Posted in Business Attorney, Business Law, M&A
Business Judgement Rule
This article was written by Ishika Patel, an intern with the Law Offices of Ryan Reiffert, PLLC. The business judgment rule is a crucial principle for corporate directors and shareholders to understand as it protects the jobs and assets of each respectively. This post breaks down the rule into its main points so it is easier to digest. It will go through the structure of the rule, as well as famous examples and new modifications of it. This is a general overview of the rule and relevant topics though, and I advise everyone to consult with a business attorney for personalized advice.
Duty of CareFor the Business Judgement Rule to stand, the directors must prove that they upheld the duty of care, one of their many fiduciary duties. The duty of care, as defined by Cornell Law School, is “the principle that directors and officers of a corporation in making all decisions in their capacities as corporate fiduciaries, must act in the same manner as a reasonably prudent person in their position would”. Essentially, their actions should be objectively reasonable and understandable. For example, a teacher has a duty of care to their students to educate them, but not to file their taxes; they must teach in their best ability, and in a way that other teachers and professionals in their position would. The duty of care holds a large chunk of the standards expected to be held under the business judgment rule and effectively protects the shareholders against any ill-intended or outright irrational decisions made by directors.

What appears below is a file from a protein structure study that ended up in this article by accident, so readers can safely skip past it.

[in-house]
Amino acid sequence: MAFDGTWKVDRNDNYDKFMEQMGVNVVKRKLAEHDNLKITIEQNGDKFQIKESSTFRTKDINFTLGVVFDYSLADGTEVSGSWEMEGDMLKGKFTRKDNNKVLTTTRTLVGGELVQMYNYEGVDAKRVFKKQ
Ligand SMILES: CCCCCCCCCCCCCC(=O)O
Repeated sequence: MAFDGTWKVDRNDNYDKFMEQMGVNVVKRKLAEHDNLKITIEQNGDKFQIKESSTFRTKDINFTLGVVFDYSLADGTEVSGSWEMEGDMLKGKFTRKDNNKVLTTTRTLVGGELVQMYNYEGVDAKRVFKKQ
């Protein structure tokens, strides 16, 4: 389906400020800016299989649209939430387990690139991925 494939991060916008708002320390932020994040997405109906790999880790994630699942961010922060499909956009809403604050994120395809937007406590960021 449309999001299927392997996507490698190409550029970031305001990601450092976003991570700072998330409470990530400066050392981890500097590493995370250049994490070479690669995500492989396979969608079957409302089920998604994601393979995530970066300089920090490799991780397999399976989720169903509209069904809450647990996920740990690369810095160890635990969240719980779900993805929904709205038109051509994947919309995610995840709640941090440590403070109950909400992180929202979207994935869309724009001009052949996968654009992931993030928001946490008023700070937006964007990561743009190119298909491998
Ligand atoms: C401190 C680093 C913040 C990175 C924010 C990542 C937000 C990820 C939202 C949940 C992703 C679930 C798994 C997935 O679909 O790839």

Duty of LoyaltyAnother important principle to understand is the duty of loyalty, which, according to Cornell Law School, “stands for the principle that directors and officers of a corporation in making all decisions in their capacities as corporate fiduciaries, must act without personal economic conflict”. Essentially, directors should not make decisions with their personal financial interests in mind, but instead with the shareholders interests. An example of a failure to meet the duty of loyalty is insider trading; this act uses personal financial gain to influence decisions, violating fiduciary duties of loyalty (and care). The duty of the fiduciaries, which in this case are usually the directors, is to preserve the assets of the company’s shareholders and to assure them that those assets are safe in someone else’s hands. This principle is not as relevant to the business judgment rule as the duty of care, but it is crucial to Unocal v. Mesa, which will be discussed later on in the post.
Business Judgement RuleCorporate directors make hundreds of decisions a day, and because of human nature, they are bound to eventually make a mistake. It is safe to assume that most people in these positions take great care and deliberation with these large decisions, whether that be out of care for the company or for self-protection. No matter how careful someone is, however, when in such a risky business there is always a margin for error that can leave directors facing lawsuits and scrutiny; this is where the business judgment rule comes in. The business judgment rule is useful for directors because if it stands in a court of law, they are given the “benefit of the doubt” of some sorts, and will not be subjected to an entire fairness review—a process where the defendant is burdened with proving that the decision made was in good standing; this process is tedious and it can be very hard to win. The business judgment rule, according to the American Law Institute, is upheld when a director or officer:
- is not interested in the subject of his business judgment;
- is informed with respect to the subject of the business judgment to the extent the director or officer reasonably believes to be appropriate under the circumstances; and
- rationally believes that the business judgment is in the best interests of the corporation.